Mel Antonen conducted a long interview of Rafael Palmeiro over at SI.com. Palmeiro says that he didn’t take steroids, that his positive test from 2005 was a mix-up and that getting elected to the Hall of Fame “would mean more than anything” to him.
No one is going to believe him of course, and it’s not going to change his Hall of Fame chances one iota. He has no shot of getting in. Not if he “comes clean,” not if he does anything. I’ve been shouting from the rooftops about making sure we understand our uncertainty when it comes to PEDs and not just assume someone did or didn’t do drugs based on their forearms or what have you. But at some point there’s enough out there to make even guys like me shake our heads and say “sorry, dude, but the benefit of the doubt is over.” Unless someone can establish that the testing in place is entrapping guys, that line is when the player tests positive.
But like I’ve also said on a number of occasions, positive tests aren’t automatic disqualifications for me. They’re just part of the mix. I’d discount the accomplishments of a known user and do my best to figure out if PEDs made the difference between a guy being Hall-worthy or not. In Plameiro’s case, I think it’s quite possible they were the difference. And even if that’s a close call, his time as a DH and the ballparks he called home and the very offensive era in which he played have to dial his case down a bit too. Five-hundred homers and 3000 hits is awesome, but with all of Palmeiro’s discounts I’d have a hard time voting for the guy.
I feel bad for him because it sounds like his past five years have been a drag, but if I’m going to the Hall of Fame mat for anyone, it’s not going to be Rafael Palmerio.
The Mets traded centerfielder Curtis Granderson to the Dodgers for cash considerations or a player to be named later, the teams announced late Friday night. Granderson was rumored to be drawing interest from teams earlier in the week, and found a landing place after slashing .256/.360/.721 since the start of the month. In a corresponding move, the Dodgers designated right-hander Dylan Floro for assignment to clear roster space for the outfielder.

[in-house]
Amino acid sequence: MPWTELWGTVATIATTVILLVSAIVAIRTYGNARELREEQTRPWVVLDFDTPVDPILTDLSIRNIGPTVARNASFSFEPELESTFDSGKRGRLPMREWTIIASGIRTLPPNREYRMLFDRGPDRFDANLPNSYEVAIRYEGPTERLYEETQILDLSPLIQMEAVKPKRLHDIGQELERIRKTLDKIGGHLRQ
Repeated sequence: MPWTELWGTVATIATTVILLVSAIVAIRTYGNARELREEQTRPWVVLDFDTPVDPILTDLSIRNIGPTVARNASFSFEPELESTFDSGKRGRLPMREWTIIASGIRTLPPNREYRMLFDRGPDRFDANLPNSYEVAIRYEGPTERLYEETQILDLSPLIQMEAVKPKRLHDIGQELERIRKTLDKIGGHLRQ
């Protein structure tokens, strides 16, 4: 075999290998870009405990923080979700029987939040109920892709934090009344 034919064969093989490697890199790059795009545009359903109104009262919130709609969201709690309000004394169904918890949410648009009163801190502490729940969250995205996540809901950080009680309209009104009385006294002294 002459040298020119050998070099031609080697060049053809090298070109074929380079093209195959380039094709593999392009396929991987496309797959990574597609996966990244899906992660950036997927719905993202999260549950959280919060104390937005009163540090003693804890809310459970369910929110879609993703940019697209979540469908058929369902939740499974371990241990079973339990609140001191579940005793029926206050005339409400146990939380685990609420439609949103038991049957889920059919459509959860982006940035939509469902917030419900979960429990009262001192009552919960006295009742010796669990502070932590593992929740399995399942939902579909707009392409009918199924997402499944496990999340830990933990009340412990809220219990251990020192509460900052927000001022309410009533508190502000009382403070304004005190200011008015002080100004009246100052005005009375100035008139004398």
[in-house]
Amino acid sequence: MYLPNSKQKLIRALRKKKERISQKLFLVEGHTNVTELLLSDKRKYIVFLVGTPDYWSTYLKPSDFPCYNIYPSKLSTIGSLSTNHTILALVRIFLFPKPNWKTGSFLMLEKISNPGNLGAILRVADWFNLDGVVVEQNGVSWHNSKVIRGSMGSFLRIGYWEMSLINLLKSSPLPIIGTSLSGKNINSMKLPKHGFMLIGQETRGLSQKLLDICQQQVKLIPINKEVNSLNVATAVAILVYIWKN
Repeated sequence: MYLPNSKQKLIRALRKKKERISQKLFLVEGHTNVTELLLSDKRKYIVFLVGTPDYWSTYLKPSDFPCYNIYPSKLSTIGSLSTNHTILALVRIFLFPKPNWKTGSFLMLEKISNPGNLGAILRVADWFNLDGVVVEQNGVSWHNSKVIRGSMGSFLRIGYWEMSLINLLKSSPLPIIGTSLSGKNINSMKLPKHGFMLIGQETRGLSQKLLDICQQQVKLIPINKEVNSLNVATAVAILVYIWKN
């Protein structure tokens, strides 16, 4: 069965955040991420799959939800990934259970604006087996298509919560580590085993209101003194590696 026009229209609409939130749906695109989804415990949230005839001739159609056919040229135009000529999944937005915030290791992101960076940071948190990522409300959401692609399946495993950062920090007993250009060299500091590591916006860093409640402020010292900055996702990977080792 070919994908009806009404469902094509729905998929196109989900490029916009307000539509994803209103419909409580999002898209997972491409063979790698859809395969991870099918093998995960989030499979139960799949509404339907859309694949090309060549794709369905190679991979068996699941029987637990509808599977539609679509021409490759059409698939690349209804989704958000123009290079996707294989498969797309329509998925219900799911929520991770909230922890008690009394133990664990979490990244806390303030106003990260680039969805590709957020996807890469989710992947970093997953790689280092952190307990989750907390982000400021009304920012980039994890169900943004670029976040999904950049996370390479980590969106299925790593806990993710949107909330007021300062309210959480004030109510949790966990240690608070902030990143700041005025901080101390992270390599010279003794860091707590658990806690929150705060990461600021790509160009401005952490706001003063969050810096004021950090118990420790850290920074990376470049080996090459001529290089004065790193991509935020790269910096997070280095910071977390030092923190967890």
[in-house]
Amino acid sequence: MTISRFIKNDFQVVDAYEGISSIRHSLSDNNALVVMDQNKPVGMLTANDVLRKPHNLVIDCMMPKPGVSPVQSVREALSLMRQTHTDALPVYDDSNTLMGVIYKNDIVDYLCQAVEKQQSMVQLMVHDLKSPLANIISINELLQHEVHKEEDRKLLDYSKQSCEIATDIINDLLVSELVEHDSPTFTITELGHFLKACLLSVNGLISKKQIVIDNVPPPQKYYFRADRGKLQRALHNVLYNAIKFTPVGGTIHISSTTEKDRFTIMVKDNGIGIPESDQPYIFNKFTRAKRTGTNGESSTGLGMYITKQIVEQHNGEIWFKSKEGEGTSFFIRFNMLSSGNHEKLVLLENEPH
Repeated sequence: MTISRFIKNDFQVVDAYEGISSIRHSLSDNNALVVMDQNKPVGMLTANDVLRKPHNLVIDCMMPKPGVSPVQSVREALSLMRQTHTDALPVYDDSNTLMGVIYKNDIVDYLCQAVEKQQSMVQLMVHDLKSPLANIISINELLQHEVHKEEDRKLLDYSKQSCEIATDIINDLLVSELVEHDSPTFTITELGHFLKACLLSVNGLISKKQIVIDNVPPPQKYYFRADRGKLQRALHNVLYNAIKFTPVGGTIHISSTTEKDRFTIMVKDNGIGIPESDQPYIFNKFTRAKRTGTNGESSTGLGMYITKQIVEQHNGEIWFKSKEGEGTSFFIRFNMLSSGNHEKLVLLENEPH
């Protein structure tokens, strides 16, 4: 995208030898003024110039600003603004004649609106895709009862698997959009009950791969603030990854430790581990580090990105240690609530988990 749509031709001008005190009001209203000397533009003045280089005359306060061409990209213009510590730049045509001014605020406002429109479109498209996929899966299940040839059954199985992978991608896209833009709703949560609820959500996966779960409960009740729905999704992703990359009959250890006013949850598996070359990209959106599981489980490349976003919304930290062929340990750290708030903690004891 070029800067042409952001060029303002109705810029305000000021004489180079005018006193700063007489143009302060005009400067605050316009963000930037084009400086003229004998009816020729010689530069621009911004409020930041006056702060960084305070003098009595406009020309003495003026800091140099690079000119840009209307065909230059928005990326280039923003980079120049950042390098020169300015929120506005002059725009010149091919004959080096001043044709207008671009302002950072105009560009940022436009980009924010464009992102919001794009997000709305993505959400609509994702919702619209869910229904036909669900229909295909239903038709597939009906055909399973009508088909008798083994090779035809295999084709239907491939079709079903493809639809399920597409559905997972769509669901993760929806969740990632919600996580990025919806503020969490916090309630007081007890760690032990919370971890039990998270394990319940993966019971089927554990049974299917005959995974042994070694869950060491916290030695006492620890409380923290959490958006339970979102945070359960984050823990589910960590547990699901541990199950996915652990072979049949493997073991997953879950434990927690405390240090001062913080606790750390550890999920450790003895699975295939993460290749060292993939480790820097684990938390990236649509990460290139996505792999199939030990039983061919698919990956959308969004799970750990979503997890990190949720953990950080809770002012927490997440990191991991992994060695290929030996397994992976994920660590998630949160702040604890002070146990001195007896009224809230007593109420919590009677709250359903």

As a whole, the 36-year-old’s 2017 campaign has been a tad underwhelming. Granderson entered Saturday batting .228/.334/.481 with 19 home runs and an .815 OPS through 395 PA, and accrued 1.7 fWAR to the 5.1 fWAR he produced during his pennant-winning, MVP-contending season in 2015. Still, with under $4 million remaining on his contract, another 20+ homer season around the corner and the defensive chops to man center field, it looks like a prudent deal for the Dodgers as they continue to bulldoze their way to the playoffs this fall.
The club has yet to outline their plans for Granderson, but his addition to a crowded outfield could displace centerfielder Joc Pederson, who turned in a meager .214/.329/.415 batting line through 292 PA in 2017. It could also have ramifications for fellow veteran Andre Ethier, assuming he’s healthy enough to compete for a starting role when he comes off the 60-day disabled list in September. The Mets, meanwhile, are expected to lean more heavily on rookie outfielder Brandon Nimmo, who’s made just five starts this season after struggling to get consistent playing time on the field.
Indians’ right-hander Corey Kluber was removed from the sixth inning of his start on Friday night, bringing a streak of 14 starts with 8+ strikeouts to an unfortunate end after he sprained his right ankle. Kluber stumbled off the mound while trying to field a base hit from Eric Hosmer and was seen visibly limping as he moved to cover first base. He was allowed to stay in the game for one more batter, but quickly yielded a three-pitch single to Melky Cabrera and left the mound with head athletic trainer James Quinlan.
It was a poor ending to another strong outing by the right-hander, who delivered 5 1/3 innings of one-run, four-strikeout ball and took his 12th win of the season after the Indians amassed a nine-run lead. Postgame comments by Cleveland skipper Terry Francona suggest that Kluber isn’t facing a serious setback after sustaining the sprain, however, and might even be good to go by the time his next start comes around on Wednesday.
While the Royals escaped Friday’s loss without injury, the 10-1 drubbing pushed them 6.5 games back of the division lead and half a game behind the Twins and Angels for the second AL wild card berth. They’ll host a rematch on Saturday at 7:15 ET, with left-hander Jason Vargas set to face off against Indians’ righty Trevor Bauer.